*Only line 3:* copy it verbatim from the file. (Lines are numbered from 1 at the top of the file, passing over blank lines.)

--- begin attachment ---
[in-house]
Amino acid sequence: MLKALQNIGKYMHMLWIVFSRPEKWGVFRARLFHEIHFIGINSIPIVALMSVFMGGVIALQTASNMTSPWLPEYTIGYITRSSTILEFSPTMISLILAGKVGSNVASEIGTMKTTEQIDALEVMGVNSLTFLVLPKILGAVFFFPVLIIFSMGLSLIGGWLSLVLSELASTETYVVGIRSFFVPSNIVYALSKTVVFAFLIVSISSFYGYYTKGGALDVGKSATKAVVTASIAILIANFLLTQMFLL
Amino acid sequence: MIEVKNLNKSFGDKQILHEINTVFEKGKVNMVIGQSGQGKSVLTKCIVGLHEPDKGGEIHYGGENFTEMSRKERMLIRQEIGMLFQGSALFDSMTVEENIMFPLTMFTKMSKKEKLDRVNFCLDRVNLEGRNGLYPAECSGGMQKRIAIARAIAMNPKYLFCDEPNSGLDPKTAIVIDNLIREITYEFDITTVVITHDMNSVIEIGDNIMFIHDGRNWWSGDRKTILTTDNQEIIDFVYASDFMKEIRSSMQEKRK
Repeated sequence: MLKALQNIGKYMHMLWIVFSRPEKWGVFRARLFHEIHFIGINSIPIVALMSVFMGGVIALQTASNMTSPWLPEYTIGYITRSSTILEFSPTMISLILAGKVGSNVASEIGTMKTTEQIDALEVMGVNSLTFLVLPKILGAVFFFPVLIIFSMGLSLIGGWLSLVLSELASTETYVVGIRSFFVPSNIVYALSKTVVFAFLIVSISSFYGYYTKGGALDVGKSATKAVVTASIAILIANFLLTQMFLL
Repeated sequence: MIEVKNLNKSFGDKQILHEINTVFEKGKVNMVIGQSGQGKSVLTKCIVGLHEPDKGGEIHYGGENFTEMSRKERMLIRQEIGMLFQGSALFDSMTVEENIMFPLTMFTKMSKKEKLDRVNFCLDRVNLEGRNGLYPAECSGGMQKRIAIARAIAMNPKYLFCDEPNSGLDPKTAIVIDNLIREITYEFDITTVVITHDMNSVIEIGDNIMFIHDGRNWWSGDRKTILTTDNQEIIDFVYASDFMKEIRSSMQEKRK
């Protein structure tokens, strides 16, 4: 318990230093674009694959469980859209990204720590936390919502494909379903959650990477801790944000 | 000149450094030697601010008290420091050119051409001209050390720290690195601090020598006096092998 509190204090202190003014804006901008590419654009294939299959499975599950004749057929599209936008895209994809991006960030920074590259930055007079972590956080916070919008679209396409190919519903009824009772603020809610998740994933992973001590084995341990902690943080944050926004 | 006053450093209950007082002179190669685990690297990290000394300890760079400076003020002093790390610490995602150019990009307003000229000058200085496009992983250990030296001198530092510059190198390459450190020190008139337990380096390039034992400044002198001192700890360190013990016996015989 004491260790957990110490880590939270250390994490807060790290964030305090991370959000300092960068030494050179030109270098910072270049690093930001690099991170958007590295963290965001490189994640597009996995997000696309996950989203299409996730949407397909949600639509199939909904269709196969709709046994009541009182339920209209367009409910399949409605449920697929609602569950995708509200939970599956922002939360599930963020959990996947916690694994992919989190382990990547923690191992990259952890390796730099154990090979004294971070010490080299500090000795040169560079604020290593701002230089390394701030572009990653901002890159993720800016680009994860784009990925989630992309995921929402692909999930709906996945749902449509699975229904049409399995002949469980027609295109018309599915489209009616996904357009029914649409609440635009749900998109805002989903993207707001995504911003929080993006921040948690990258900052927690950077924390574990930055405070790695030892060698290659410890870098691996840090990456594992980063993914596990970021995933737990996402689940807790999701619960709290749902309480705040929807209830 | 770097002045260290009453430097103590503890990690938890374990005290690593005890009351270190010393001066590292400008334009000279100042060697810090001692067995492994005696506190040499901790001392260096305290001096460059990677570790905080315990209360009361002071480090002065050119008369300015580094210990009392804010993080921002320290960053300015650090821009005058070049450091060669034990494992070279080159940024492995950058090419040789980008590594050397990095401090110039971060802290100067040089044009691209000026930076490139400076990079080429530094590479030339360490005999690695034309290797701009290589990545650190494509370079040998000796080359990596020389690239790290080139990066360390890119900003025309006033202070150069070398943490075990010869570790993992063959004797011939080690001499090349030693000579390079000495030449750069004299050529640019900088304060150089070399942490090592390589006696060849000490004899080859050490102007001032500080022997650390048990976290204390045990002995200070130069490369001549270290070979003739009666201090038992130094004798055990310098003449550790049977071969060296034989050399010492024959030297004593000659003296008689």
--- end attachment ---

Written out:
Amino acid sequence: MIEVKNLNKSFGDKQILHEINTVFEKGKVNMVIGQSGQGKSVLTKCIVGLHEPDKGGEIHYGGENFTEMSRKERMLIRQEIGMLFQGSALFDSMTVEENIMFPLTMFTKMSKKEKLDRVNFCLDRVNLEGRNGLYPAECSGGMQKRIAIARAIAMNPKYLFCDEPNSGLDPKTAIVIDNLIREITYEFDITTVVITHDMNSVIEIGDNIMFIHDGRNWWSGDRKTILTTDNQEIIDFVYASDFMKEIRSSMQEKRK